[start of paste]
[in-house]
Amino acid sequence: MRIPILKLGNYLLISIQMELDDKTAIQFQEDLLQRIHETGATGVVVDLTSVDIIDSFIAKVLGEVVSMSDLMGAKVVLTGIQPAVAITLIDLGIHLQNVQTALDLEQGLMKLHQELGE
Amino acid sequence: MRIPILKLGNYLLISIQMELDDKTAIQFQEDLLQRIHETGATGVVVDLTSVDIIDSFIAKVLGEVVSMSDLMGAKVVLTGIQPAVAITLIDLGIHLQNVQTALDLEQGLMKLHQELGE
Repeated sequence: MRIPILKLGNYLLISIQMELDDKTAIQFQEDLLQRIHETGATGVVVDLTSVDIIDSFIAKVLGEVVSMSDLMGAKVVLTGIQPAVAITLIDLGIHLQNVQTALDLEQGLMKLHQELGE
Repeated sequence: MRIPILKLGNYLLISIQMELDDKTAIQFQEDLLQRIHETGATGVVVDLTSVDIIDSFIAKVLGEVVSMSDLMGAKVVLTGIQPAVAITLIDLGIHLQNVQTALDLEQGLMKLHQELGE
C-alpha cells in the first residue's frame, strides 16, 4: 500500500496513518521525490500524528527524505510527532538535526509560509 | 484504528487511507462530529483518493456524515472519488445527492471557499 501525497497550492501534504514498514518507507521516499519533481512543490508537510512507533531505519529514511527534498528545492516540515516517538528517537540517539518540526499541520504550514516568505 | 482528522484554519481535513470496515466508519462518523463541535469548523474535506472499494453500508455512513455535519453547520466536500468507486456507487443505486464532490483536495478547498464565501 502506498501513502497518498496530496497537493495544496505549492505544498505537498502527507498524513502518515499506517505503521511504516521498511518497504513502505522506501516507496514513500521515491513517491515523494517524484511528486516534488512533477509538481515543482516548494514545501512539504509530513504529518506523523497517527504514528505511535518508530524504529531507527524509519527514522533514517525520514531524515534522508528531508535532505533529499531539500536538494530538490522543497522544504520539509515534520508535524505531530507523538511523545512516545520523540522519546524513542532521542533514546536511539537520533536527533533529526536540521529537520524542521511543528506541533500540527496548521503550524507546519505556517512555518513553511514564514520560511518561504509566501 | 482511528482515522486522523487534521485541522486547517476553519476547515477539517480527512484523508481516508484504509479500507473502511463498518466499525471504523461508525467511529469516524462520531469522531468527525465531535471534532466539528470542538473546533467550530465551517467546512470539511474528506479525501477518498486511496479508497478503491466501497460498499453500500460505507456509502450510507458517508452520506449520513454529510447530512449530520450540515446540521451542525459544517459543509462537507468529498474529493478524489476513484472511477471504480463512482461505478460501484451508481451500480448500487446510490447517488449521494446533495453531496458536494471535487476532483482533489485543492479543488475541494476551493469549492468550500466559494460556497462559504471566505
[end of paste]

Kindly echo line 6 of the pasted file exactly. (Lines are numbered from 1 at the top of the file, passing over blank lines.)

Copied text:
C-alpha cells in the first residue's frame, strides 16, 4: 500500500496513518521525490500524528527524505510527532538535526509560509 | 484504528487511507462530529483518493456524515472519488445527492471557499 501525497497550492501534504514498514518507507521516499519533481512543490508537510512507533531505519529514511527534498528545492516540515516517538528517537540517539518540526499541520504550514516568505 | 482528522484554519481535513470496515466508519462518523463541535469548523474535506472499494453500508455512513455535519453547520466536500468507486456507487443505486464532490483536495478547498464565501 502506498501513502497518498496530496497537493495544496505549492505544498505537498502527507498524513502518515499506517505503521511504516521498511518497504513502505522506501516507496514513500521515491513517491515523494517524484511528486516534488512533477509538481515543482516548494514545501512539504509530513504529518506523523497517527504514528505511535518508530524504529531507527524509519527514522533514517525520514531524515534522508528531508535532505533529499531539500536538494530538490522543497522544504520539509515534520508535524505531530507523538511523545512516545520523540522519546524513542532521542533514546536511539537520533536527533533529526536540521529537520524542521511543528506541533500540527496548521503550524507546519505556517512555518513553511514564514520560511518561504509566501 | 482511528482515522486522523487534521485541522486547517476553519476547515477539517480527512484523508481516508484504509479500507473502511463498518466499525471504523461508525467511529469516524462520531469522531468527525465531535471534532466539528470542538473546533467550530465551517467546512470539511474528506479525501477518498486511496479508497478503491466501497460498499453500500460505507456509502450510507458517508452520506449520513454529510447530512449530520450540515446540521451542525459544517459543509462537507468529498474529493478524489476513484472511477471504480463512482461505478460501484451508481451500480448500487446510490447517488449521494446533495453531496458536494471535487476532483482533489485543492479543488475541494476551493469549492468550500466559494460556497462559504471566505